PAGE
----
Velocity-Based Modeling of Physical Interactions in Multi-Agent Simulations for Dense Crowds

Sujeong Kim1, Stephen J. Guy2, Karl Hillesland3, Basim Zafar4, Adnan Gutub4, Dinesh Manocha1
1University of North Carolina at Chapel-Hill, 2University of Minnesota, 3Advanced Micro Devices (AMD), 4Umm Al-Qura University.

We present an interactive algorithm to model physics-based interactions in dense crowds. Our approach is capable of modeling both physical forces and interactions between agents and obstacles, while also allowing the agents to anticipate and avoid upcoming collisions during local navigation. We combine velocity-based collision-avoidance algorithms with external physical forces. The overall formulation produces various effects of forces acting on agents and crowds, including balance recovery motion and force propagation through the crowd. We further extend our method to model more complex behaviors involving social and cultural rules. We use finite state machines to specify a series of behaviors and demonstrate our approach on many complex scenarios. Our algorithm can simulate a few thousand agents at interactive rates and can generate many emergent behaviors.





We provide brief descriptions of benchmarks here. For more information, please see the video below.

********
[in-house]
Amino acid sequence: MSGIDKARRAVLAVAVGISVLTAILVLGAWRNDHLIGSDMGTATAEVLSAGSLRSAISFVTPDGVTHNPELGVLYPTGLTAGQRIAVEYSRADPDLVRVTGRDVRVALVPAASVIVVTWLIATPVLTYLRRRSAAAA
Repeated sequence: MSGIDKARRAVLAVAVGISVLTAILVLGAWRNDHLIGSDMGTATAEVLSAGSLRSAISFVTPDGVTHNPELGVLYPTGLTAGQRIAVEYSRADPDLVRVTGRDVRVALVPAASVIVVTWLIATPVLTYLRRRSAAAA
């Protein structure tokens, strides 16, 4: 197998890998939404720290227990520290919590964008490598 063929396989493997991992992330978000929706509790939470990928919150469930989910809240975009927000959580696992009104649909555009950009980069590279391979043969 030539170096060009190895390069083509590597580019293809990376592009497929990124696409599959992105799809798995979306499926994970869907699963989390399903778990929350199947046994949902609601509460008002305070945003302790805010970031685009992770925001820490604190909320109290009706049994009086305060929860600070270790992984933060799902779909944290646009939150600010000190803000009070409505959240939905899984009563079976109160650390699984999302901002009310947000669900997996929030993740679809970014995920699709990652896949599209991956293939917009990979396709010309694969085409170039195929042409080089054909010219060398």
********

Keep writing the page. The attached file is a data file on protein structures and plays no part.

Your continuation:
Agent-agent Interactions

Push-through and Bottleneck benchmarks show physical interactions between agents, such as pushing, collision, and balance recovery motion.

Agent-object Interactions

Wall-breaking and Office benchmarks show physical interactions between agents and dynamic obstacles. Virtual agents can apply forces to dynamic obstacles (rigid bodies) while avoid collisions with other agents and static/dynamic obstacles. We use Bullet Physics Engine to simulate rigid body dynamics.

Higher-level behavior modeling

Dodge-ball benchmark shows a simple but effective way to model higher-level behavior using Finite State Machines (FSM).

Large-scale crowd benchmark

Tawaf benchmark shows large-scale, dense crowd simulation using our system. 35,000 virtual agents are simulated with different collision avoidance and physical interaction parameters.